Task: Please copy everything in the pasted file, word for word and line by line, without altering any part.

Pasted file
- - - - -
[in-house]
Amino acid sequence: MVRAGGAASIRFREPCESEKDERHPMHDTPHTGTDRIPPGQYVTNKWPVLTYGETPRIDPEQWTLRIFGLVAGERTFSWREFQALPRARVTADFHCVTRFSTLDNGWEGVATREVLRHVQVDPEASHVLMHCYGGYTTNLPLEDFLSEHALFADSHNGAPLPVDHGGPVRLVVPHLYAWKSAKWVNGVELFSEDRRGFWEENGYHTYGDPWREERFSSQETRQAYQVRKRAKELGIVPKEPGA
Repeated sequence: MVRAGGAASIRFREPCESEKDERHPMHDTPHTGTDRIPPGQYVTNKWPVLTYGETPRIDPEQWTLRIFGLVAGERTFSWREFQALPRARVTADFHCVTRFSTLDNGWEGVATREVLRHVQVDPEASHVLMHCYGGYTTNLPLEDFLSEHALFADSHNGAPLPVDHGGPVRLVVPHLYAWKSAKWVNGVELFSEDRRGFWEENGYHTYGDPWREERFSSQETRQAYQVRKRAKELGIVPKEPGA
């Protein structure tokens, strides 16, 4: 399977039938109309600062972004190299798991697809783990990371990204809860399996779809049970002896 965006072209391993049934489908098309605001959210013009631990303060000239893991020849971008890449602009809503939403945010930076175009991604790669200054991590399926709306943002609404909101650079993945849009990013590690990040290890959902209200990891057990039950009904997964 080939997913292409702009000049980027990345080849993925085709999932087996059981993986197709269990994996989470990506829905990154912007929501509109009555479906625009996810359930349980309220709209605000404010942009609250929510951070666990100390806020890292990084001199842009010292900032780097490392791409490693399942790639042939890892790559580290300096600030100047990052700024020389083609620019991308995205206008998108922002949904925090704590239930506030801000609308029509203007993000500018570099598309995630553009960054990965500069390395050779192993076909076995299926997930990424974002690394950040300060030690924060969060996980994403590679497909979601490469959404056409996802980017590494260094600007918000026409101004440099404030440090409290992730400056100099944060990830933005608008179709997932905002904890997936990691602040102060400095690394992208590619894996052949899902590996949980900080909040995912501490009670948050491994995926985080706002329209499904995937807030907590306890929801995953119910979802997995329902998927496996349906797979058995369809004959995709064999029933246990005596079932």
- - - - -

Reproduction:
[in-house]
Amino acid sequence: MVRAGGAASIRFREPCESEKDERHPMHDTPHTGTDRIPPGQYVTNKWPVLTYGETPRIDPEQWTLRIFGLVAGERTFSWREFQALPRARVTADFHCVTRFSTLDNGWEGVATREVLRHVQVDPEASHVLMHCYGGYTTNLPLEDFLSEHALFADSHNGAPLPVDHGGPVRLVVPHLYAWKSAKWVNGVELFSEDRRGFWEENGYHTYGDPWREERFSSQETRQAYQVRKRAKELGIVPKEPGA
Repeated sequence: MVRAGGAASIRFREPCESEKDERHPMHDTPHTGTDRIPPGQYVTNKWPVLTYGETPRIDPEQWTLRIFGLVAGERTFSWREFQALPRARVTADFHCVTRFSTLDNGWEGVATREVLRHVQVDPEASHVLMHCYGGYTTNLPLEDFLSEHALFADSHNGAPLPVDHGGPVRLVVPHLYAWKSAKWVNGVELFSEDRRGFWEENGYHTYGDPWREERFSSQETRQAYQVRKRAKELGIVPKEPGA
């Protein structure tokens, strides 16, 4: 399977039938109309600062972004190299798991697809783990990371990204809860399996779809049970002896 965006072209391993049934489908098309605001959210013009631990303060000239893991020849971008890449602009809503939403945010930076175009991604790669200054991590399926709306943002609404909101650079993945849009990013590690990040290890959902209200990891057990039950009904997964 080939997913292409702009000049980027990345080849993925085709999932087996059981993986197709269990994996989470990506829905990154912007929501509109009555479906625009996810359930349980309220709209605000404010942009609250929510951070666990100390806020890292990084001199842009010292900032780097490392791409490693399942790639042939890892790559580290300096600030100047990052700024020389083609620019991308995205206008998108922002949904925090704590239930506030801000609308029509203007993000500018570099598309995630553009960054990965500069390395050779192993076909076995299926997930990424974002690394950040300060030690924060969060996980994403590679497909979601490469959404056409996802980017590494260094600007918000026409101004440099404030440090409290992730400056100099944060990830933005608008179709997932905002904890997936990691602040102060400095690394992208590619894996052949899902590996949980900080909040995912501490009670948050491994995926985080706002329209499904995937807030907590306890929801995953119910979802997995329902998927496996349906797979058995369809004959995709064999029933246990005596079932």